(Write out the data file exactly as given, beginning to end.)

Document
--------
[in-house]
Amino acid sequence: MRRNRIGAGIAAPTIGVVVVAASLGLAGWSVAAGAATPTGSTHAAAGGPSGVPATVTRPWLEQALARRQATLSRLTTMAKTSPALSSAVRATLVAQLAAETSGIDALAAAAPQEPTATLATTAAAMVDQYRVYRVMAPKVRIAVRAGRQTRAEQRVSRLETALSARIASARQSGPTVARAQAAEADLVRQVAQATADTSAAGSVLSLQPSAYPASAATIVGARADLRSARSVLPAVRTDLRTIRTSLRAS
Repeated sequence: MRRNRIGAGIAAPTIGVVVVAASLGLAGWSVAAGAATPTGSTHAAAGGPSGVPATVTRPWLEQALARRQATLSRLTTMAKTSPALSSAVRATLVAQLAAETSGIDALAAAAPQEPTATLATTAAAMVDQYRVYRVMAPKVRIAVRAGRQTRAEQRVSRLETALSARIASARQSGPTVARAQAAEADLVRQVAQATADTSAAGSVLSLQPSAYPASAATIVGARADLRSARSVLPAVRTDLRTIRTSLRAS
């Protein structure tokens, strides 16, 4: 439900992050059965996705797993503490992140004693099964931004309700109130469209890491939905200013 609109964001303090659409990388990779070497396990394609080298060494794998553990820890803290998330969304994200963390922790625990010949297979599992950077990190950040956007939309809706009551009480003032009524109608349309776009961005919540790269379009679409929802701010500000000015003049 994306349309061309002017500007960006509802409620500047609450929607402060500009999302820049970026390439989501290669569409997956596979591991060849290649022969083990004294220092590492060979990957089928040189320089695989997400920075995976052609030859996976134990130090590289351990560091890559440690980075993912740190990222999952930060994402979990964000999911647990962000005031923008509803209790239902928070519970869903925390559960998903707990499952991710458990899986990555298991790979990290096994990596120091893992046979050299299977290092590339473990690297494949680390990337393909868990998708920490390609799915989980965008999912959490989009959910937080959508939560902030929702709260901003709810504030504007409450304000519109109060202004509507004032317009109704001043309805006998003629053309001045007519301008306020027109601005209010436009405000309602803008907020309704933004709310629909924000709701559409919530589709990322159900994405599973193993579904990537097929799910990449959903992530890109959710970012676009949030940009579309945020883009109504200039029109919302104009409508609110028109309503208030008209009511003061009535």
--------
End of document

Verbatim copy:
[in-house]
Amino acid sequence: MRRNRIGAGIAAPTIGVVVVAASLGLAGWSVAAGAATPTGSTHAAAGGPSGVPATVTRPWLEQALARRQATLSRLTTMAKTSPALSSAVRATLVAQLAAETSGIDALAAAAPQEPTATLATTAAAMVDQYRVYRVMAPKVRIAVRAGRQTRAEQRVSRLETALSARIASARQSGPTVARAQAAEADLVRQVAQATADTSAAGSVLSLQPSAYPASAATIVGARADLRSARSVLPAVRTDLRTIRTSLRAS
Repeated sequence: MRRNRIGAGIAAPTIGVVVVAASLGLAGWSVAAGAATPTGSTHAAAGGPSGVPATVTRPWLEQALARRQATLSRLTTMAKTSPALSSAVRATLVAQLAAETSGIDALAAAAPQEPTATLATTAAAMVDQYRVYRVMAPKVRIAVRAGRQTRAEQRVSRLETALSARIASARQSGPTVARAQAAEADLVRQVAQATADTSAAGSVLSLQPSAYPASAATIVGARADLRSARSVLPAVRTDLRTIRTSLRAS
């Protein structure tokens, strides 16, 4: 439900992050059965996705797993503490992140004693099964931004309700109130469209890491939905200013 609109964001303090659409990388990779070497396990394609080298060494794998553990820890803290998330969304994200963390922790625990010949297979599992950077990190950040956007939309809706009551009480003032009524109608349309776009961005919540790269379009679409929802701010500000000015003049 994306349309061309002017500007960006509802409620500047609450929607402060500009999302820049970026390439989501290669569409997956596979591991060849290649022969083990004294220092590492060979990957089928040189320089695989997400920075995976052609030859996976134990130090590289351990560091890559440690980075993912740190990222999952930060994402979990964000999911647990962000005031923008509803209790239902928070519970869903925390559960998903707990499952991710458990899986990555298991790979990290096994990596120091893992046979050299299977290092590339473990690297494949680390990337393909868990998708920490390609799915989980965008999912959490989009959910937080959508939560902030929702709260901003709810504030504007409450304000519109109060202004509507004032317009109704001043309805006998003629053309001045007519301008306020027109601005209010436009405000309602803008907020309704933004709310629909924000709701559409919530589709990322159900994405599973193993579904990537097929799910990449959903992530890109959710970012676009949030940009579309945020883009109504200039029109919302104009409508609110028109309503208030008209009511003061009535």